PubSub vs Tracker vs Presence


What’s the difference between PubSub, Tracker, and Presence? Are there valid use-cases for all three side-by-side? Would it be accurate to say that Presence is an abstraction over a shared Tracker+PubSub implementation?

I read through the documentation and some of the source code but I still feel a little unsure.

Another piece that can help me understand: What use-case is there for Presence which cannot be handled by Pubsub?


PubSub: allow processes to communicate with each other between a node or multiple nodes. This is important in a distributed world, where server A has a message for a user that’s connected to server B. The message is dispatched over PubSub and the process on server B picks it up for delivery to the user.

Tracker: Tracker is a CRDT-based library to keep a list of information in-sync across a cluster. This information could really be anything, although it’s commonly something related to connected users or other ephemeral types of information. When you write an implementation for Tracker, you have to provide some callbacks like handle_diff.

Presence: Implementation of Tracker that works out of the box with Phoenix Channels. You don’t really have to do anything for this other than tie your channels to a Presence module—it’s all built for you already. There is also some JS provided by Phoenix framework for handling Presence on the frontend as well.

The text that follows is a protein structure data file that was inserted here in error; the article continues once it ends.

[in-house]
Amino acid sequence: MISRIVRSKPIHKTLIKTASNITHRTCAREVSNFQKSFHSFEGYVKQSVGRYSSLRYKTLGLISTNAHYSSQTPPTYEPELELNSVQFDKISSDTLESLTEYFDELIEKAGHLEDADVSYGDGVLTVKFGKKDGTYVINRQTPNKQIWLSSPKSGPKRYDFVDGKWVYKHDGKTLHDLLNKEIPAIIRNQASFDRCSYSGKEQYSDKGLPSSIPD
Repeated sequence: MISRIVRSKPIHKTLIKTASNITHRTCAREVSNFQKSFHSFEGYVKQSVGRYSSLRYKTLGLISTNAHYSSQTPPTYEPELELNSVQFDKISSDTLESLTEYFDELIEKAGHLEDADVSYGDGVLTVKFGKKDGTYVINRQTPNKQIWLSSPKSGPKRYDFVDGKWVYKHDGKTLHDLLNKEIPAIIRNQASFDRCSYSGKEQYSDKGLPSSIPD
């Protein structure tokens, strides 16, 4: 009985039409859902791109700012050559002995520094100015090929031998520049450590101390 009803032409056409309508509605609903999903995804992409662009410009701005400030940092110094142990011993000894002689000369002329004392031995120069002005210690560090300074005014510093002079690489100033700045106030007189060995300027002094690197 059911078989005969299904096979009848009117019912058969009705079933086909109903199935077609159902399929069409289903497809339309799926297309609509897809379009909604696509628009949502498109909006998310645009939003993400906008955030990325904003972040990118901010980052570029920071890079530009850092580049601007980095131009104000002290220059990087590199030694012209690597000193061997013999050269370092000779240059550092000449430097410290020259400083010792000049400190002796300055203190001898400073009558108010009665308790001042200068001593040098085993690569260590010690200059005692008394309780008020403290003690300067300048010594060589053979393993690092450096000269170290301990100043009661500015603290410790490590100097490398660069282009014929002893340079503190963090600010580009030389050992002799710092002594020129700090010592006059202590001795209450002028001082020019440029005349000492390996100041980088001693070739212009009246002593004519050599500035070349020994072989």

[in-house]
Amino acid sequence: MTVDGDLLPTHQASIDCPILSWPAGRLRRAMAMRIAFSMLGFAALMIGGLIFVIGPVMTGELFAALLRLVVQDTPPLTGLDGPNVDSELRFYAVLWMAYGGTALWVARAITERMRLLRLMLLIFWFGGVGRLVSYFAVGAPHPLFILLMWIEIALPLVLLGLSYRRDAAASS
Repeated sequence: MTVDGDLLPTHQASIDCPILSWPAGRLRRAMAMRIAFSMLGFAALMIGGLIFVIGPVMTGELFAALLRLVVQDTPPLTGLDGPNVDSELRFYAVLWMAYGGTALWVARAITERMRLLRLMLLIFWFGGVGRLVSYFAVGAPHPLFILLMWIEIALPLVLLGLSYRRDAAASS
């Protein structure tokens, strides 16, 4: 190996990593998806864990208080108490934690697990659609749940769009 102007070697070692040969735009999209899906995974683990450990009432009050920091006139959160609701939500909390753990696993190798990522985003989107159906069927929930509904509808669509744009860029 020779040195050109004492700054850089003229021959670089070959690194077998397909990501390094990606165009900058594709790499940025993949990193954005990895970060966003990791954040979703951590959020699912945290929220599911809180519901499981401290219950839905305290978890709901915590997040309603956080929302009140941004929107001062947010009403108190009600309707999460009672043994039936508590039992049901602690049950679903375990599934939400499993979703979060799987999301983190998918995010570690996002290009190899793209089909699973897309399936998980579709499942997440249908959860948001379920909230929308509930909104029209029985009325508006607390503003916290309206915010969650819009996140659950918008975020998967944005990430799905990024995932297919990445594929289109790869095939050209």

Presence is really well suited when you want the list of presence information to be sent to your clients. The quintessential example of this is “who’s online in this chat room” type of information. If you don’t want to broadcast the presence information to clients, then Tracker may be better because you will avoid doing excess work (costs CPU) that you don’t need to do.

PubSub is really separate here. It enables communication, but it doesn’t do anything regarding keeping stateful information distributed in your cluster. It’s not as easy as “broadcast a message that someone joined the channel” because distributed systems introduce a whole host of problems (what happens if a server disconnects, there is a networking issue, etc). Tracker (and therefore Presence) is designed to work in these real-world conditions.


Amazing explanation. Instant bookmark!

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Awesome answer. Great implicit sales pitch for the book, too. I’ll have to check it out. Thanks!

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Indeed. Book link for posterity :slight_smile: